Presence of an innumerable number of slips arising from the stem near the base of the fruit or sometimes from the fruit directly results in this condition. Owing to the excess slip growth, the resultant fruit is tiny, tapered with knobs at the base. Generally, a high nitrogen fertilization, heavy rainfall and relatively low temperature together result in collar of slips.
It typically takes 2-2.5 years for pineapples to get ready for harvest. They flower after 12-15 months of planting and start fruiting only after 15-18 months. Usually the fruits ripen after 5 months of inflorescence. Fruits cultivated for canning purposes are harvested as soon as a small change at the base of the fruit is noticed. The ones for table purposes are harvested only after they develop a golden yellow color.
To decide the time of fruit maturity, the level of yellow color at the eyes acts as the indicator. They are decided as below:
- Color Stage (CS) 1: Green eyes with no yellow coloring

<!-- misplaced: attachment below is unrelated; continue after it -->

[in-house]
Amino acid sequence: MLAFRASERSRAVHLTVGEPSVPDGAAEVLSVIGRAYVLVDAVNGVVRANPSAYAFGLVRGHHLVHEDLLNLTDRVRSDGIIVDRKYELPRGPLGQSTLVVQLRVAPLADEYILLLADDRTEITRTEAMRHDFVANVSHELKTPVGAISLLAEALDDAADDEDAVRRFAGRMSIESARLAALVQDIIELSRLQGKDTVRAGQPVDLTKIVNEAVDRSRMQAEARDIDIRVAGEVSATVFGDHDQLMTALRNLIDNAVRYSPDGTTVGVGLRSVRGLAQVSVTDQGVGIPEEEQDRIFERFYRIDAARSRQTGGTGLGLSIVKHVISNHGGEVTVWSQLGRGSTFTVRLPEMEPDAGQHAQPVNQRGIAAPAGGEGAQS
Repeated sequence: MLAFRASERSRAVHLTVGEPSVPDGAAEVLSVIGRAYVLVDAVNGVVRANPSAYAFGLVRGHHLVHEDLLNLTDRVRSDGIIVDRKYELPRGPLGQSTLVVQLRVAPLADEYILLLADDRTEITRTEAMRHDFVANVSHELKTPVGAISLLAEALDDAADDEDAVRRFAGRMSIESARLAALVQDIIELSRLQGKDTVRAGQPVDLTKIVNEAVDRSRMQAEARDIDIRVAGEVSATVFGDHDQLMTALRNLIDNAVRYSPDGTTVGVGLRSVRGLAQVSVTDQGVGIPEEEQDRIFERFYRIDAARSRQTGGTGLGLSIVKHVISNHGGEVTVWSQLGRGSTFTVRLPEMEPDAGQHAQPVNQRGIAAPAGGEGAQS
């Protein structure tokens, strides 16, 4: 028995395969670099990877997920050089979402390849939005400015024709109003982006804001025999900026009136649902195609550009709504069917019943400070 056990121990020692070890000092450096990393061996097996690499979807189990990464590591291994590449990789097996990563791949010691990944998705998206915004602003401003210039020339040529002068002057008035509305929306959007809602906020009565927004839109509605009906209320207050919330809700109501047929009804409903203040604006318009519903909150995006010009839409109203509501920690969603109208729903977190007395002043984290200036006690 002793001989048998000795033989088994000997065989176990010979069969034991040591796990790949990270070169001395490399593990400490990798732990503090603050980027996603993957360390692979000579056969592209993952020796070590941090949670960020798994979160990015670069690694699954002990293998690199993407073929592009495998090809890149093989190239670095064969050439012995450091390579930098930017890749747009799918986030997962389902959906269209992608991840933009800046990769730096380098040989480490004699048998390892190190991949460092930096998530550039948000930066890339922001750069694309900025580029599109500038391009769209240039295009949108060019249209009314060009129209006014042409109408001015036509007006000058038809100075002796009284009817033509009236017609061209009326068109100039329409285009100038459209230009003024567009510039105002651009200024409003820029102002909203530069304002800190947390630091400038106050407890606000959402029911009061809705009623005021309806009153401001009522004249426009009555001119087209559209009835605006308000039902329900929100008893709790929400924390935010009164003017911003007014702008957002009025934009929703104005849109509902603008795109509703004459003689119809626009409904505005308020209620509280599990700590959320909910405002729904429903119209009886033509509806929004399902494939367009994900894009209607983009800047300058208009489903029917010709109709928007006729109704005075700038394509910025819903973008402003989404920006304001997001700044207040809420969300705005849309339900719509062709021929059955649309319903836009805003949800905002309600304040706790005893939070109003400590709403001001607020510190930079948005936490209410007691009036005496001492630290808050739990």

- CS2: 5-20% of eyes turn yellow
- CS3: 20-40% eyes turn yellow
- CS4: 40-80% of eyes turn yellow
- CS5: 90% of eyes turn yellow with 5-20% of them reddish brown
- CS6: 20-100% of eyes turn reddish brown
The harvested fruits are graded according to their size, color and weight and then sent for storing. On an average, the yield depends on the cultural practices followed and inter-spacing. However, it varies between 20-30 tonnes per hectare.
After harvest, fruits with crown can be stored upto 15 days without damage. However, those that are transported must be refrigerated during transportation so as to slow down the ripening process. They can be stored at 10-130 C for 20 days. The optimal storage temperature is 7.2⁰C with 80-90% relative humidity.
Pineapple cultivation is a commercially viable farming business as it gives good return with minimal care. A successful pineapple farm requires good farm management and farming techniques.